Adoption in the Media – Davion Only, Re-homing, Orphan Boom

Kathleen Strottman, CCAI’s Executive Director, is a regular contributor to Adoption Today magazine. This blog is her most recent published article. To purchase a subscription to Adoption Today magazine, click here.

Congressional Review and Response to Adoption in the News

Over the past several months adoption has been in the news a lot.  Perhaps as a result of the increased media attention, there has also been a corresponding surge in national conversations on the policy and practice issues raised by the various articles.  Below is a review of some of the recently published pieces and a brief summary of federal policy conversations they engender.

“Re-homing”

On September 9, 2013 Reuters and NBC published a five-part series, The Child Exchange, to bring attention to a practice since coined “re-homing”—when adoptive parents who have experienced challenges post adoption resort to privately placing their legally adopted children in the custody of another adult or family.   This series of articles not only brought public scrutiny to the practice but also prompted several other national news networks, such as Time Magazine and the Associated Press, to write stories on both what might cause a parent to consider re-homing their child and what might be done to ensure that the practice does not continue to put children at risk.

Since the release of the Reuter’s series, several child welfare and adoption advocacy organizations, including CCAI,  have issued reports and statements about the practice of rehoming.  In addition to providing a review of existing laws and policies on adoption, CCAI’s policy brief suggests that federal policymakers should consider:

  • Reviewing existing federal laws and regulations to ensure that prospective adoptive parents are both well informed and properly trained before an adoption is finalized.
  • Providing federal financial support so that child-specific, quality and affordable support services can be provided to more families post-adoption.
  • Considering the ways in which the federal government might use the Internet to provide more information and better support to prospective and current adoptive families.
  • Strengthening enforcement of the Interstate Compact on the Placement of Children, as well as child abuse, abandonment and adoption laws to ensure that the interests of children are protected.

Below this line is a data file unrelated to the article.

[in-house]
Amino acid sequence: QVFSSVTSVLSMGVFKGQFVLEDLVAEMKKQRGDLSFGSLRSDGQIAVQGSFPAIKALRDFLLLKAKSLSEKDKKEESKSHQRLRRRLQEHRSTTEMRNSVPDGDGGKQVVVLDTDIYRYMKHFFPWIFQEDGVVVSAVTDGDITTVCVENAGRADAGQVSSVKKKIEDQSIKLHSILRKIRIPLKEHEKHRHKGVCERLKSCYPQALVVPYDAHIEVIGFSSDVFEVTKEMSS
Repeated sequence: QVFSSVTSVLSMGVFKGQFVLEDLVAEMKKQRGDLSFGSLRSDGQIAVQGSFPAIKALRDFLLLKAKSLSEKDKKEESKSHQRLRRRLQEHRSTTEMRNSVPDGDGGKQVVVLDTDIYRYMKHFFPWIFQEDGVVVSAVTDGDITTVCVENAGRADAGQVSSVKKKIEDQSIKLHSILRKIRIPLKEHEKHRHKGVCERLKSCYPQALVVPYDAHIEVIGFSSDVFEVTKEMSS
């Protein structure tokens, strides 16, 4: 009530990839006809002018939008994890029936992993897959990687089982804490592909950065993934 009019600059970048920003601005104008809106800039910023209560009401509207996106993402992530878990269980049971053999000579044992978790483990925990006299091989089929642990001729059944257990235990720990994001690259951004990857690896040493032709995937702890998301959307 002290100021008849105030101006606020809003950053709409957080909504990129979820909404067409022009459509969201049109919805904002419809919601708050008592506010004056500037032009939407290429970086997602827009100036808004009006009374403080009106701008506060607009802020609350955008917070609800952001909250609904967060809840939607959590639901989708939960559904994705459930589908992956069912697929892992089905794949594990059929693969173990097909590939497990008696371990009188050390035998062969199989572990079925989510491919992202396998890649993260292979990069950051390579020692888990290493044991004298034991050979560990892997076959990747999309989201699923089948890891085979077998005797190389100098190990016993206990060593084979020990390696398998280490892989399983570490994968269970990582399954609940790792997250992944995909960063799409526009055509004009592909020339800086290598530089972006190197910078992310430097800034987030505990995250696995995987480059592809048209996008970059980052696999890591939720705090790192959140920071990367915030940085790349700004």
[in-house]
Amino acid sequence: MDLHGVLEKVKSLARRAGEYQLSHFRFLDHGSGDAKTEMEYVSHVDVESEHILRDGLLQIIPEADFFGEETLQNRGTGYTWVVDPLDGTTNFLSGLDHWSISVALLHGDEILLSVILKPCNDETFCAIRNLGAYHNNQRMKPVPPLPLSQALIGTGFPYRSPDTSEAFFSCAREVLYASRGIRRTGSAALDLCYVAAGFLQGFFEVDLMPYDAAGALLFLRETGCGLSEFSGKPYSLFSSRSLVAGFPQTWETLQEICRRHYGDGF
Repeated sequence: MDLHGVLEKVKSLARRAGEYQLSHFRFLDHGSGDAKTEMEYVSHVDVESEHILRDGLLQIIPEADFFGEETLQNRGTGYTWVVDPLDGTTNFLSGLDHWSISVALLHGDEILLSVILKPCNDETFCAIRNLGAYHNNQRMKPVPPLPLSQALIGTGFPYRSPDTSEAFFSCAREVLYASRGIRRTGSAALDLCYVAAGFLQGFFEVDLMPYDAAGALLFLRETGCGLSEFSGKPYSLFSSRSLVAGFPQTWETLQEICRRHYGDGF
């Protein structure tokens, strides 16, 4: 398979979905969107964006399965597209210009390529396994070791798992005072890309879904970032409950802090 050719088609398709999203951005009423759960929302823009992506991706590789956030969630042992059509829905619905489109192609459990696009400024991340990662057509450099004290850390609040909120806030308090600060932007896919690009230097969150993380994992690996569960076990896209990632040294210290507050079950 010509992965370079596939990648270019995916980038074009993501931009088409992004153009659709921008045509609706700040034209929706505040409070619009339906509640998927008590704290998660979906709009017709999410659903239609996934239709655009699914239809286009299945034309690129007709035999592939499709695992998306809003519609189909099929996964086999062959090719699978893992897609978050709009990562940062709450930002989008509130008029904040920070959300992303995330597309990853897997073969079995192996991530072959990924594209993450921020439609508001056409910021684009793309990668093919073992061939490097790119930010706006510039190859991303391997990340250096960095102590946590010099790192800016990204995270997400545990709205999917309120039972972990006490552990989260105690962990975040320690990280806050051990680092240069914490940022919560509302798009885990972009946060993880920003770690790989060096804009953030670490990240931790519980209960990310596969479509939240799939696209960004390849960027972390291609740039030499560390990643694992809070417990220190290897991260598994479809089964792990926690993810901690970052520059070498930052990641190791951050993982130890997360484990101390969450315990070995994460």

Members of Congress have also taken notice of the Reuters series and the issues it raises.  In September, Senator Klobuchar from Minnesota introduced S. 1527, the Supporting Adoptive Families Act and in October Congressman Langevin from Rhode Island introduced the “Protecting Adopted Children Act.”  Both bills seek to curb the practice of rehoming through the provision of training and support services both before and after an adoption.  The House bill also calls for the General Accounting Office (GAO) to do an in-depth study of the practice of re-homing including how children are being “advertised” on the internet.

Discussions of the federal policy issues raised by the Reuter’s piece are expected to continue well into the next session of Congress.  While Congress has not announced any plans for a formal Congressional hearing on the issue, it is possible some aspects of re-homing might be addressed in this way.  To date, Congressional inquiries have been focused on to what extent state and federal child welfare laws protect against improper custody transfers of adopted children and how these laws might be strengthened to avoid future harm to adopted children.

The Evangelical Orphan Boom

In September 2013, the New York Times published an article written by author Kathryn Joyce entitled “The Evangelical Orphan Boom.”   Much like her book, The Child Catchers: Rescue, Trafficking, and the New Gospel of Adoption,  Joyce’s  NY Times article posits the view that the “orphan crisis” is not a global crisis worthy of our universal concern but rather a dangerous myth perpetuated by Evangelical church leaders as part of their conservative, “pro-life agenda.”  This movement she says “while well intentioned, has exacerbated a boom and bust market for children.”

The Joyce article also warns that the potential for fraud and abuse in the current international adoption is too high.   Specifically, she cites concerns with the use of UNICEF’s orphan estimates as an estimate of the number of children in need of adoption because such estimates include children who are living in the care of family members.  She also points to cases of children who were put up for adoption, without their biological parent’s full understanding of what adoption means, as evidence of a system gone awry.